College of the Sequoias Hanford Education Center will be undergoing some changes as the college aims to give students a campus with a more traditional college feel. The college has both an expansion project and a construction project on the horizon.
Due to enrollment growth, COS President Stan Carrizosa said the Hanford campus of almost 2,000 students needs more academic space and a means to accommodate more students. He said one planned project will expand the education building to add three more portable classrooms, plus a few offices, a conference room and some restrooms.
The college, located at 925 13th Avenue, will not only be adding more classrooms, but the construction of the new student pavilion in the center of the campus to give students a place to congregate when they are not in class, Carrizosa said.
In a student survey conducted in 2015, Carrizosa said many of the students liked the fact that the Hanford Center felt like a close-knit environment with accessibility to faculty and staff. He said students also wanted facilities to make the campus feel more like a college campus. He said these new projects are a response to what the students wanted.
Carrizosa said the student pavilion will be a lot like a college quad area. He said it will have a concrete foundation and a shade structure with furniture underneath the covered area. He said it will be a common place for students to gather and will be wired for a speaker system for announcements or music, and there will also be a projection screen for videos.
Aside from student activities, Carrizosa said the pavilion could be used for community events because there are plans for a small amphitheater that could accommodate around 200 people.
The $1.6 million pavilion is made possible by funding from the state, plus increased funding due to the college growing and becoming a State Center Community College, which provides an additional $1 million per year, Carrizosa said. He said the additional classrooms will cost $1 million and will be paid for with general facilities money and money from the $22 million bond “Measure C” that was passed in 2006.
COS Hanford Center Provost Kristin Robinson said she believes the student pavilion will provide a place for students to gather for a multitude of activities.
“The pavilion will help the campus culture and the campus feeling,” Robinson said. “It will also be a facility that will serve as a resource for the community for events.”
The new classrooms will alleviate some of the pressure from the rest of the campus, Robinson said, especially because the student enrollment continues to grow. She said she is looking forward to the new room that will be used to support student services, whether it will be used for tutoring, counseling, computer labs or something else she isn’t sure of yet.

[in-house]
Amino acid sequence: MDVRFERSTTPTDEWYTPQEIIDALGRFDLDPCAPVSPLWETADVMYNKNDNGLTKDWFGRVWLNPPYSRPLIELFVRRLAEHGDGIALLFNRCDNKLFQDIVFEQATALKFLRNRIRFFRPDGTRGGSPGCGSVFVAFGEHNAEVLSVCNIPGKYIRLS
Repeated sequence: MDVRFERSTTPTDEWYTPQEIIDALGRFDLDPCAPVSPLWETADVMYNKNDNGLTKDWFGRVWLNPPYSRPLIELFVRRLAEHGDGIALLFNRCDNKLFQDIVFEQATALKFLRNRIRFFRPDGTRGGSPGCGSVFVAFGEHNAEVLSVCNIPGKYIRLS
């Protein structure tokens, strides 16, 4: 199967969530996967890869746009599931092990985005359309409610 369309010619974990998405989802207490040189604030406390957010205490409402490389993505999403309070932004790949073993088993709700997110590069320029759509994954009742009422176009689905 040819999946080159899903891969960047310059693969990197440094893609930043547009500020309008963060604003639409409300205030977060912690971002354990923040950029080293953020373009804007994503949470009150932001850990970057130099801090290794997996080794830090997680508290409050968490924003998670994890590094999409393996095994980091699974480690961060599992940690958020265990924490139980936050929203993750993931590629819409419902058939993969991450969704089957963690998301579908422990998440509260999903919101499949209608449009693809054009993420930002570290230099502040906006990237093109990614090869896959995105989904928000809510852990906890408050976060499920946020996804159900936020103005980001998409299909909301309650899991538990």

The campus offers two anchor programs in the public safety arena – two police academies every year and a firefighter academy in the spring of each year. The campus also provides vocational classes for electrician training and industrial maintenance, prerequisites for registered nursing programs and general education for transfer to a four-year college.
The limited number of classrooms meant many classes had to be taught at night because there were not enough rooms to accommodate the number of classes and students. Carrizosa said some classes had to be taught in buildings that were not appropriate, like an English class being taught in the Public Safety Building, for example.
Carrizosa and Robinson both said the additional classrooms will allow for more day classes and more flexibility in class schedules for students.
COS Board of Trustees member John Zumwalt said the Hanford Center has been successful and as a result is starting to outgrow the space it has. He said the new classrooms will make the entire campus work better because they will allow for more classes at more convenient times for students and their busy schedules.
“Most community colleges are not growing,” Zumwalt said. “But COS is, and we need to provide for that growth and for students.”
Sue Sorensen, a board member for the COS Foundation, said the pavilion is something that can make a huge difference in making the campus feel more like a college campus for students. She said the growth at the COS Hanford Center is also a positive for the city of Hanford because as educational facilities expand, opportunities for the community expand too.
“I think it’s going to be a nice, user-friendly design that even the community can have for events as well,” Sorensen said, adding she is excited about educational opportunities that keep coming to Hanford.
Carrizosa said the additional classrooms should be ready when the fall semester begins in August. The student pavilion will start initial construction this month and Carrizosa said he hopes for it to be ready for students to use by August as well, though he admits it may take longer than he hopes.